Envy and jealousy can cause destructive behavior in toddlers.

How to Deal With Envious Cousins

by Candice Coleman

Gift-giving events have become a waking nightmare: whenever your toddler gets a new gift, his cousins are looming on the horizon, ready to snatch it from his hands. Envy and jealousy are common feelings among toddlers, and it can often result in physically aggressive displays. Junior's cousins may resort to bullying behaviors or attempt to steal your child's belongings. Nipping negative envious reactions in the bud can relieve holiday tension and promote friendship between the cousins.

Watch your nephews or nieces for signs of bullying and envy: physical aggression or insulting your child may be an indication of envy. If these behaviors begin after your child gets a new belonging, it is even more likely that your nieces are burning with envy. Ask your toddler about any mean things that her cousins have done or said to her.

Ask your husband for his support: confronting a sibling or in-law about her children's behavior can be a recipe for disaster. Approach her when everyone is feeling calm and in a good mood. You might choose to say, "I wanted to ask you something: Junior told me that his cousin pushed him down and took his toy. Did your kids tell you anything about that?" Listen to her explanations.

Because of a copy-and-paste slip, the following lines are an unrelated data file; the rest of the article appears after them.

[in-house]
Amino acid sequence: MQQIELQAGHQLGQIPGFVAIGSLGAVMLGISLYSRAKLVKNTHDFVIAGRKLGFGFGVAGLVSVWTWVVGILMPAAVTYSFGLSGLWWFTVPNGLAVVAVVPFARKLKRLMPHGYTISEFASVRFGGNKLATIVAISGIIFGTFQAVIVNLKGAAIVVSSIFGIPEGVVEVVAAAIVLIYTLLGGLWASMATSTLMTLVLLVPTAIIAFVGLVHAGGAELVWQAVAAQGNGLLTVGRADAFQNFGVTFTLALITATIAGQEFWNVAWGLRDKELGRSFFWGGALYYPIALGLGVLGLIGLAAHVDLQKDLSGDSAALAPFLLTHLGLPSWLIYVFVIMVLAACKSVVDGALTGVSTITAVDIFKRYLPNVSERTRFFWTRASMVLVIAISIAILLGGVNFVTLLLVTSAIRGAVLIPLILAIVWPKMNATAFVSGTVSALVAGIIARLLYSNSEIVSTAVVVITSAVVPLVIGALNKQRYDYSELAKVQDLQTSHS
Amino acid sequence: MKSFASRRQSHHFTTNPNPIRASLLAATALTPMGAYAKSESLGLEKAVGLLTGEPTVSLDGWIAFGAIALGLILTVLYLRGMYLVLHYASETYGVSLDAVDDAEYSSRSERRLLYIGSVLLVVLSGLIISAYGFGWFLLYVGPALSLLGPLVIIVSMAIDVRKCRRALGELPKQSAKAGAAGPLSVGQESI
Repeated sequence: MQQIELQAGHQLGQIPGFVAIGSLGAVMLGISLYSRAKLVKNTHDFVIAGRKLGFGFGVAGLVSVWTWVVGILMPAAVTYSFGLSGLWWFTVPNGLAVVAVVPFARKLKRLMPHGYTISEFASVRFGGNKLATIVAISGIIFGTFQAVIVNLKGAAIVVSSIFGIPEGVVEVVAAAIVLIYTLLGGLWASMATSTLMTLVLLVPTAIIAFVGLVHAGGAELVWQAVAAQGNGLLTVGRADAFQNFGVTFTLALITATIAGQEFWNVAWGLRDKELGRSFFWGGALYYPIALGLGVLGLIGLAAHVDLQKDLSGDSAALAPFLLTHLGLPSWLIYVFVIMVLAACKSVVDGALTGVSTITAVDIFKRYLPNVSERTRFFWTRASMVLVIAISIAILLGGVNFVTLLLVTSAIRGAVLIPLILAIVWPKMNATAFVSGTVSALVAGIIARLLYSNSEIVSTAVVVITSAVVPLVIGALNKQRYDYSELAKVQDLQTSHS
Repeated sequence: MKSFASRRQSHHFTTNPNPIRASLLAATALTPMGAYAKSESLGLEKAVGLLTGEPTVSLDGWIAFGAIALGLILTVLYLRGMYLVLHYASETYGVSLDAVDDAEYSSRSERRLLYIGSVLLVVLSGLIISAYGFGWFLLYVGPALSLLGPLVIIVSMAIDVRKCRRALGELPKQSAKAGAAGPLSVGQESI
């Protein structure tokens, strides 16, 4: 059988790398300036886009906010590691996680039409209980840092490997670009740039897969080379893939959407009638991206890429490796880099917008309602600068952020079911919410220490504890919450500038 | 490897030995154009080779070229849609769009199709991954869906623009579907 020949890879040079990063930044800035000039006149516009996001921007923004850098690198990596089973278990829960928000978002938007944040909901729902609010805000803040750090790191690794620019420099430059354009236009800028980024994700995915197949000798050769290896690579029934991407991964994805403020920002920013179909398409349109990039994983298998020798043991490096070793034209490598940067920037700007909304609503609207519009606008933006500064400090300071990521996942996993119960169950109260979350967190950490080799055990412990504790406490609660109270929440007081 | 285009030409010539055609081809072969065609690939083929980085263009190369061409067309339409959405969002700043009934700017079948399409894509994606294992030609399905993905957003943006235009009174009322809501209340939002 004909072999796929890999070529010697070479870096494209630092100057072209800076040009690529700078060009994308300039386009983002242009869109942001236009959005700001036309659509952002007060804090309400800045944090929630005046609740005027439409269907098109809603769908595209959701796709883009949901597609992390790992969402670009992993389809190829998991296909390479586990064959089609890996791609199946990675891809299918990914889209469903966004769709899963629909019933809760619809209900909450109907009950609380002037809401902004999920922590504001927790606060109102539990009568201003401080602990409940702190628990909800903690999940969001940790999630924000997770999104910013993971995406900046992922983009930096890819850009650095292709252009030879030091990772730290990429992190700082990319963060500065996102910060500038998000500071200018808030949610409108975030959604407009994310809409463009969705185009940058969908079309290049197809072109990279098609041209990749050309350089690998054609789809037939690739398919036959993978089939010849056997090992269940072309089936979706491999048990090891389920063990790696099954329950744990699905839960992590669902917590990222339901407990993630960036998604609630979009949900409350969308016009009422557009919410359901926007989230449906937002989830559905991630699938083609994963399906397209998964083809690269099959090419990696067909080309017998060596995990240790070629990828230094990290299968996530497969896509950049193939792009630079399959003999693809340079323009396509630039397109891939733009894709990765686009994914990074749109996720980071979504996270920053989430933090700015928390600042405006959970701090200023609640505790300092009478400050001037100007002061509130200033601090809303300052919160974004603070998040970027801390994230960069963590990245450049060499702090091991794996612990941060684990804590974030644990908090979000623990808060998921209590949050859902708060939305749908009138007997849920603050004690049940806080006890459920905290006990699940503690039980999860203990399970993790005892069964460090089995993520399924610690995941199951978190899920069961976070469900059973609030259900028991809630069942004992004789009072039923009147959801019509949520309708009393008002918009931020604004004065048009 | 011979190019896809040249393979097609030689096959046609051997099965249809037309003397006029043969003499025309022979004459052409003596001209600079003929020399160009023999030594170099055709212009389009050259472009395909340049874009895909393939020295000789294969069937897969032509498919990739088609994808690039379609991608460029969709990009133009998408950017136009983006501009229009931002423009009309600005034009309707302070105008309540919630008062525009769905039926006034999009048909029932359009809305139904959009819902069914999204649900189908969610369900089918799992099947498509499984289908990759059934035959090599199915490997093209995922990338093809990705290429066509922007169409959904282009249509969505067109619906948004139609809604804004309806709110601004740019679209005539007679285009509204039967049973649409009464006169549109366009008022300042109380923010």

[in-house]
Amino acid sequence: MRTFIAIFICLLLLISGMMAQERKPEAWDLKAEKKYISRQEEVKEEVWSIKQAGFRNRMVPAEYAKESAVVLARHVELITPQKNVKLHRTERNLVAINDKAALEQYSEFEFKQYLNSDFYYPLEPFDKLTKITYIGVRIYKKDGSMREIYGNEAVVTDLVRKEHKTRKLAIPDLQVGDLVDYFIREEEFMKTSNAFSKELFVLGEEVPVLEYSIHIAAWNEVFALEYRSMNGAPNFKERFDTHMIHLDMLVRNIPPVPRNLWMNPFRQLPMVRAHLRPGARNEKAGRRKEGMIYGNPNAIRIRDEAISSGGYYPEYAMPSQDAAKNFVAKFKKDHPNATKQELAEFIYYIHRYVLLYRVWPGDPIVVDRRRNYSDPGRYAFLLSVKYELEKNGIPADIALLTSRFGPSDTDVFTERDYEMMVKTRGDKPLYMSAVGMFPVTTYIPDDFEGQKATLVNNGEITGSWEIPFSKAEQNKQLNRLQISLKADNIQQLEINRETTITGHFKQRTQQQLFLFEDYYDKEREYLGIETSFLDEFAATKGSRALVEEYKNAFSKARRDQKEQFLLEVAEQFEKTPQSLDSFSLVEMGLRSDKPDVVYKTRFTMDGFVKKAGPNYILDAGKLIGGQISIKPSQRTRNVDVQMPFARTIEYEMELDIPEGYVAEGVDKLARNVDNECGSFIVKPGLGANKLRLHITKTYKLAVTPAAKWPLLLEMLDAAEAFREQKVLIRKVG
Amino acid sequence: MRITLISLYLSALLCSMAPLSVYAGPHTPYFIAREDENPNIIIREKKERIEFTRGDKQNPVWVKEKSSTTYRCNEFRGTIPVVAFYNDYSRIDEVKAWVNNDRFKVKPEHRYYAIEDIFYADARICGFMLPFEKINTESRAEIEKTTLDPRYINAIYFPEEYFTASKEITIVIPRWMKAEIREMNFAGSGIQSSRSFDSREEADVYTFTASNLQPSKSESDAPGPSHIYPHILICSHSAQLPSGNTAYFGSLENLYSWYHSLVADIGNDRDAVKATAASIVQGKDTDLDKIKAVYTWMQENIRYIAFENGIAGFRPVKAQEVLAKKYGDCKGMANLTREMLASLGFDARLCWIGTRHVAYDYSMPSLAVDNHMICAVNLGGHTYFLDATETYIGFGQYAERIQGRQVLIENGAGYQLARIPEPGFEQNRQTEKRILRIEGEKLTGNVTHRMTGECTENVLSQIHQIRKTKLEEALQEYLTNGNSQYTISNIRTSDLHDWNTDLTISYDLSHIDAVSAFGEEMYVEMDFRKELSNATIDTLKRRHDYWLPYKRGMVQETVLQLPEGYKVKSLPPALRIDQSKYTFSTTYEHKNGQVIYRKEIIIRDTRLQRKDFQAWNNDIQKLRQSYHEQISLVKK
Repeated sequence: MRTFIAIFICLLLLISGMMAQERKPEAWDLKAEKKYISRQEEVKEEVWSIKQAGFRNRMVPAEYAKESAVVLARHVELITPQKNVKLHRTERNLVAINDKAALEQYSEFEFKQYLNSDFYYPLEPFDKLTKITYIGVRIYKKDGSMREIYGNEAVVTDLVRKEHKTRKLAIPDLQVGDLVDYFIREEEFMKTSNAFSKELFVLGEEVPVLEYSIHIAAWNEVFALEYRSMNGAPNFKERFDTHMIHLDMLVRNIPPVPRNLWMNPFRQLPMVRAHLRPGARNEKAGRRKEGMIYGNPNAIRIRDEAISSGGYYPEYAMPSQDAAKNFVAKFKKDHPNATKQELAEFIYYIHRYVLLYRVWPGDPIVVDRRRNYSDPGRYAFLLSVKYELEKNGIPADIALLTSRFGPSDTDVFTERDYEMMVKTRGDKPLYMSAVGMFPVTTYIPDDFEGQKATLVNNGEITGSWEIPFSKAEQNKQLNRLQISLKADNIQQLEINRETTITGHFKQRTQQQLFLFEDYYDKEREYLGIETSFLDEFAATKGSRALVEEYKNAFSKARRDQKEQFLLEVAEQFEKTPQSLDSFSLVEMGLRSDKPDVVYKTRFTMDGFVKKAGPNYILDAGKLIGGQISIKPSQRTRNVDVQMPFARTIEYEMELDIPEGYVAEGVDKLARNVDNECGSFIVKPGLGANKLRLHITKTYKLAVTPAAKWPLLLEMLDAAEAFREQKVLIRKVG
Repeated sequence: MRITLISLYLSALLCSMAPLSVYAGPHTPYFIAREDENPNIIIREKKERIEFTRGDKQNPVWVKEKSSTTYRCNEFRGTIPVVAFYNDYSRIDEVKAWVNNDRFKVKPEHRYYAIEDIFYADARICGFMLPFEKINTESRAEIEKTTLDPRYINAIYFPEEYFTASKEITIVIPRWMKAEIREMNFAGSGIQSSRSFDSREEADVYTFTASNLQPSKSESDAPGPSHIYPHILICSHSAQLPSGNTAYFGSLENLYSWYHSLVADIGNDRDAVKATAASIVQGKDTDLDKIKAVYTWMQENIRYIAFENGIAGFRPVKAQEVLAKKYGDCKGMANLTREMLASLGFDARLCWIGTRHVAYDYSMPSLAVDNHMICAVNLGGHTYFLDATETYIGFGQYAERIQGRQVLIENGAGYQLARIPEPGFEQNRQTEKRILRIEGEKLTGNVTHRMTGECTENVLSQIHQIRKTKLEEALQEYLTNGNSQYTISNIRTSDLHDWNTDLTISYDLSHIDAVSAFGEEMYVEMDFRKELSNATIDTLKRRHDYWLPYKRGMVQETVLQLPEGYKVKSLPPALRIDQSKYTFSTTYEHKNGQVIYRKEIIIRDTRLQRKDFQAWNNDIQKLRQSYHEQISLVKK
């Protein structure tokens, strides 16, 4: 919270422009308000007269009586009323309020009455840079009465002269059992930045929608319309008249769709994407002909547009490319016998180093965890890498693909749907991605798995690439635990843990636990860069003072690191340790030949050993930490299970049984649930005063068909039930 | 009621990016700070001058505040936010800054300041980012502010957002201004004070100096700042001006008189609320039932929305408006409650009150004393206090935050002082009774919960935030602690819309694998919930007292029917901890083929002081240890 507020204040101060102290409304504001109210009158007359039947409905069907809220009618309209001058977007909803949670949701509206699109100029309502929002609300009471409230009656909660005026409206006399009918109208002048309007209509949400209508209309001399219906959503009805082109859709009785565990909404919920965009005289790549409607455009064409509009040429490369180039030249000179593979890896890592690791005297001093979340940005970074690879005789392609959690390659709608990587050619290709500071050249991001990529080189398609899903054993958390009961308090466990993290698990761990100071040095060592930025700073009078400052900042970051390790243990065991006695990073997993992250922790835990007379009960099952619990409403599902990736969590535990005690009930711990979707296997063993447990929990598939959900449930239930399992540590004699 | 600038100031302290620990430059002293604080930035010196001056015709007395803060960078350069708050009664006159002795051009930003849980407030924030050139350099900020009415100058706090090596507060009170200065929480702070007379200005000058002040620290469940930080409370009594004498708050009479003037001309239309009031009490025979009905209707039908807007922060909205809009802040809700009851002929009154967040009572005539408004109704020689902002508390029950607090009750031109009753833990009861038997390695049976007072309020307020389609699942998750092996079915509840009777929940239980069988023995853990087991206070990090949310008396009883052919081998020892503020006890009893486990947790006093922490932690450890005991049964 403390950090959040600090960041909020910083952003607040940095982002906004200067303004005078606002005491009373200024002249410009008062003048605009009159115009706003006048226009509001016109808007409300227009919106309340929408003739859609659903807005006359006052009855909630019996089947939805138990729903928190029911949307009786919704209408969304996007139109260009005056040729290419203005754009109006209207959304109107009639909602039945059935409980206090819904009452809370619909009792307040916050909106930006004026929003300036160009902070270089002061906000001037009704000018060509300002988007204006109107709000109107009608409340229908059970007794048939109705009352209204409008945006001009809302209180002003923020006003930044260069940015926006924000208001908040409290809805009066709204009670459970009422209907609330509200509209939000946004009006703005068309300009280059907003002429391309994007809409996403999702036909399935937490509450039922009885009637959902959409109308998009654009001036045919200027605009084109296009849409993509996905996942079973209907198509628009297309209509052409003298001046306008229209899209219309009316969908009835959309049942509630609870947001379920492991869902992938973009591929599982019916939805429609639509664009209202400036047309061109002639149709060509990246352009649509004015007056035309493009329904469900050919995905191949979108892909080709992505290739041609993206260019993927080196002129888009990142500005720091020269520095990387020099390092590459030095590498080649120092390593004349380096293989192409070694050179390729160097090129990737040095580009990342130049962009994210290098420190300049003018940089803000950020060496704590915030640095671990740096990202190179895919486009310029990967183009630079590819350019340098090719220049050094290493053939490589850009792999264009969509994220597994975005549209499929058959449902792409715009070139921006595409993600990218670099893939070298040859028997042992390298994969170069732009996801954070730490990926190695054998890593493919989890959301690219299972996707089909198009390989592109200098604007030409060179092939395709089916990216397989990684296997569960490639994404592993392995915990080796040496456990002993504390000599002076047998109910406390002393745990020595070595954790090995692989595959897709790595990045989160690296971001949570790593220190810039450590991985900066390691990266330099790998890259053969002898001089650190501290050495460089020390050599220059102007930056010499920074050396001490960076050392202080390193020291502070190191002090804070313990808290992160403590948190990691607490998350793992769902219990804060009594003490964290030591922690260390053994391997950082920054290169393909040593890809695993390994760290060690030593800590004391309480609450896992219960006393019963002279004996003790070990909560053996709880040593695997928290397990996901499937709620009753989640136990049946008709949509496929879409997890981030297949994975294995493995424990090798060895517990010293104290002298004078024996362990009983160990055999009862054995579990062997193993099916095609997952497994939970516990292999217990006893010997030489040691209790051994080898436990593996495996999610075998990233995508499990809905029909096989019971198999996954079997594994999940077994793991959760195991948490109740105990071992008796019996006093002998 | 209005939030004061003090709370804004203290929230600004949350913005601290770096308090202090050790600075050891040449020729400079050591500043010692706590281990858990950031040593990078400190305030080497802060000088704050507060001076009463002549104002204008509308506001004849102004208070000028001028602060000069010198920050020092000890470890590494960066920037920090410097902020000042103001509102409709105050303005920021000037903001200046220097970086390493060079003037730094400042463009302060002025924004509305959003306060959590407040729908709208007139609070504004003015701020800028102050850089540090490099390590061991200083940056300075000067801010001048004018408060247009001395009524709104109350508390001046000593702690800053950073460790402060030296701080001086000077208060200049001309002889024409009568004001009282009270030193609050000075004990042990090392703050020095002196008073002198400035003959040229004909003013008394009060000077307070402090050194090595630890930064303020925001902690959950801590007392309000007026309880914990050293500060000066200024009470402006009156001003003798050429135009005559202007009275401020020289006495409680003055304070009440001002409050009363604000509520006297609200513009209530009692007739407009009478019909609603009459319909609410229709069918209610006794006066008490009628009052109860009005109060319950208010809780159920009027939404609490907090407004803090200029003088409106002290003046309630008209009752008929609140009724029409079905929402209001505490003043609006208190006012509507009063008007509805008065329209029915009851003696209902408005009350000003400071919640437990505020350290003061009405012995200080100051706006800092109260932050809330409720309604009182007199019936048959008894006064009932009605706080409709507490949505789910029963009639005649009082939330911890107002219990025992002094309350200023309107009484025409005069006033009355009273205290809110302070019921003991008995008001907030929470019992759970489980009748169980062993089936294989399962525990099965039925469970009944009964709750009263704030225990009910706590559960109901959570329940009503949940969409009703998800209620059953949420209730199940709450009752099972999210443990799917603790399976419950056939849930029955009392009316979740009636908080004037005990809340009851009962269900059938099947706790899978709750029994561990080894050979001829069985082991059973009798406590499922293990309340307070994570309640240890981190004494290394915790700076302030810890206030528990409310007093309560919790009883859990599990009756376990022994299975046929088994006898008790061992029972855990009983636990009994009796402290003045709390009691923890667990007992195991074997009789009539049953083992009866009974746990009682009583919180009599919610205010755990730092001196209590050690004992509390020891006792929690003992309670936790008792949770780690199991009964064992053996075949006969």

Remain calm: if you did not see the squabble yourself, it is possible that your toddler has bent the truth about what happened with his cousins. Your sister may go on the defensive about her children. Let her know that you will encourage your child to share his toys and ask his cousins to play with their toys instead of displaying his envy with temper tantrums. Your course of action may influence your sister to do the same with her children.

Monitor future interactions with your child and her cousins. If any child shows a negative envious reaction, intervene immediately and suggest an alternative reaction. You could dissuade a child throwing a temper tantrum, for example, by saying to her, "Why don't you share one of your toys with Junior, and he will share one of his toys with you? I will set a timer, and then you can each get your toys back."


  • Immediately remove your child from any situation where his cousins may hit him. Do not attempt to let the children work out the problem themselves.

About the Author

Candice Coleman worked in the public school system as a middle school and high school substitute teacher. In addition to teaching, she is also a tutor for high school and college students.

Photo Credits

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